The Declaration of Independence was approved/signed on July 4th, but it was two days earlier that the Continental Congress Passed the Lee Resolution, declaring that we were independent from Britain. This simple resolution was a stirring call to throw off the bonds of tyranny:
Resolved, That these United Colonies are, and of right ought to be, free and independent States, that they are absolved from all allegiance to the British Crown, and that all political connection between them and the State of Great Britain is, and ought to be, totally dissolved.
That a plan of confederation be prepared and transmitted to the respective Colonies for their consideration and approbation.
On July 2, the resolution of independence was approved by twelve of the thirteen colonies. Delegates from New York still lacked instructions to vote for independence, and so they abstained on this vote. Even then the NY Legislature was a joke.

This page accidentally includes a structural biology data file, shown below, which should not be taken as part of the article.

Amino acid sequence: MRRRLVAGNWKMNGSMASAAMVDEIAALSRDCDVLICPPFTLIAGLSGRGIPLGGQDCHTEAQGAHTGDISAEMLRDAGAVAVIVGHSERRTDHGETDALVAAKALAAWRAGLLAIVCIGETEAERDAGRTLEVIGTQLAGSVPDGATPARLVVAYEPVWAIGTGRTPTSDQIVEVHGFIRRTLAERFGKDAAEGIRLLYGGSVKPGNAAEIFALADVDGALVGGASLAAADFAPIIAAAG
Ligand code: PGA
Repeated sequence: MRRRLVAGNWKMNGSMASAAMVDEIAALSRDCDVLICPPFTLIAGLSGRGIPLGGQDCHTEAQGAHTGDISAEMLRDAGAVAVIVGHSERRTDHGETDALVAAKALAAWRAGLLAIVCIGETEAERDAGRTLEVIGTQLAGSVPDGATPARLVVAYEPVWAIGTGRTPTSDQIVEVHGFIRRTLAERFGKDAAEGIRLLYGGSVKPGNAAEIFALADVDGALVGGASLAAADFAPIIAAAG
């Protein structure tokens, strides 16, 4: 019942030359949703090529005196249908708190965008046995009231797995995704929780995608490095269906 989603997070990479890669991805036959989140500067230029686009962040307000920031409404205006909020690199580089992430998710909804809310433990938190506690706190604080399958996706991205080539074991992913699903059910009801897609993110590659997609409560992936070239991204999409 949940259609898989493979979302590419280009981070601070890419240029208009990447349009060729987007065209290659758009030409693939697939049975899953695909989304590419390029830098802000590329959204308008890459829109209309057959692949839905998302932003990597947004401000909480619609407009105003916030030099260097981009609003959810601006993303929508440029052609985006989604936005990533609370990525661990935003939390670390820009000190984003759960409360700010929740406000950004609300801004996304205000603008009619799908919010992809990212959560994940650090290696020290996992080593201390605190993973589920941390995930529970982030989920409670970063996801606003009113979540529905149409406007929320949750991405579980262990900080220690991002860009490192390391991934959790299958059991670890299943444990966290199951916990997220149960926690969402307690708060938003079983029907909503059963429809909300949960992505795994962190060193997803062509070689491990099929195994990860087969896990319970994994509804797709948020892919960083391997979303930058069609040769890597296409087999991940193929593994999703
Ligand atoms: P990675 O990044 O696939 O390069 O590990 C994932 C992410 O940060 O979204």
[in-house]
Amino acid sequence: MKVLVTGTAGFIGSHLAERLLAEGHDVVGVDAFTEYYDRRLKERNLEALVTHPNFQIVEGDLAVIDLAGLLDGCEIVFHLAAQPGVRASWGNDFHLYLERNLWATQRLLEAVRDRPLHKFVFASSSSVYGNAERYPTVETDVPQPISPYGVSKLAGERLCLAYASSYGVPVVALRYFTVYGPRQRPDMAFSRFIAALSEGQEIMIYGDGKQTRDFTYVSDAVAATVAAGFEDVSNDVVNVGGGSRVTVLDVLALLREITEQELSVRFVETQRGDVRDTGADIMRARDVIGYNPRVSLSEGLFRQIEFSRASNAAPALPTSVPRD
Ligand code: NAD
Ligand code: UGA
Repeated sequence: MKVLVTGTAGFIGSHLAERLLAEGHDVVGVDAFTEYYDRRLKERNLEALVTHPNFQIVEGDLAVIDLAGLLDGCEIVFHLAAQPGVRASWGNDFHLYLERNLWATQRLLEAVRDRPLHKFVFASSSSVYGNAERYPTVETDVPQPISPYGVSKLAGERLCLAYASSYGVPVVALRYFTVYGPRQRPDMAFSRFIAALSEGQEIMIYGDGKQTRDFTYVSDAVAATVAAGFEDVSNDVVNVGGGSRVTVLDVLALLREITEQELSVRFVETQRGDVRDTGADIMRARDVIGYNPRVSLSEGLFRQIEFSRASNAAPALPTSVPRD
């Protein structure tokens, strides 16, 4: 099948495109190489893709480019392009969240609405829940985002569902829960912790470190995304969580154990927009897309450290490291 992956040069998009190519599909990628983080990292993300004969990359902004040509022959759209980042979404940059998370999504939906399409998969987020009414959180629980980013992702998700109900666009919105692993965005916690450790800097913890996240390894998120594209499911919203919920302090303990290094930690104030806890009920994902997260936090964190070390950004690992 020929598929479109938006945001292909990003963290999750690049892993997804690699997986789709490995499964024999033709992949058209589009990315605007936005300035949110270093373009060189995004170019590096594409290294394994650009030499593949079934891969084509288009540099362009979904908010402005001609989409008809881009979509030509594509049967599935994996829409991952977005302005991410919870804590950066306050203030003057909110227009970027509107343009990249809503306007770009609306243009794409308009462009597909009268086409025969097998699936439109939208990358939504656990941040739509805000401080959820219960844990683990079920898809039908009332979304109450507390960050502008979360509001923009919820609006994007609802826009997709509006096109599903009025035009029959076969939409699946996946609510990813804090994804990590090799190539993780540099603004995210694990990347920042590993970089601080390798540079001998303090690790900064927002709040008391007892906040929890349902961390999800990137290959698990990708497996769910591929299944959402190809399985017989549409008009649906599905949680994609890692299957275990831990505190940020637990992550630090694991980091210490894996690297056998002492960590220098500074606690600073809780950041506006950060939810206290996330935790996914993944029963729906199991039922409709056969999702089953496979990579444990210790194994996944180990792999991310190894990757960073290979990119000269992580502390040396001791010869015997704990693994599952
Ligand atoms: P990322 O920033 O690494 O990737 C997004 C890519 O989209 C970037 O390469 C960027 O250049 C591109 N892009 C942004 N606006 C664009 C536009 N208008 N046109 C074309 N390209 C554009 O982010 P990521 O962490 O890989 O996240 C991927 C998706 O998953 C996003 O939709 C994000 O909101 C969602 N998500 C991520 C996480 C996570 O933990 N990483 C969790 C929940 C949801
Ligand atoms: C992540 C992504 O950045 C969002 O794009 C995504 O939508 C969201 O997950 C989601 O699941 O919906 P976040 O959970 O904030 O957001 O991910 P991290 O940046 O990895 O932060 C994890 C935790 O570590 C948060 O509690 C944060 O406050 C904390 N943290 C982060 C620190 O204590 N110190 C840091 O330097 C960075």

After voting for independence on July 2, Congress turned its attention to the declaration. Over several days of debate, Congress made a number of alterations to the text, including adding the wording of Lee’s resolution of independence to the conclusion. The text of the declaration was approved by Congress on July 4 and sent off to be printed.
John Adams wrote his wife Abigail on July 3:
The second day of July, 1776, will be the most memorable epoch in the history of America. I am apt to believe that it will be celebrated by succeeding generations as the great anniversary festival. It ought to be commemorated as the day of deliverance, by solemn acts of devotion to God Almighty. It ought to be solemnized with pomp and parade, with shows, games, sports, guns, bells, bonfires, and illuminations, from one end of this continent to the other, from this time forward forever more.
Adams was off by two days. From the outset, Americans celebrated Independence Day on July 4, the date the much-publicized Declaration of Independence was approved, rather than on July 2, the date the resolution of independence was approved in a closed session of Congress.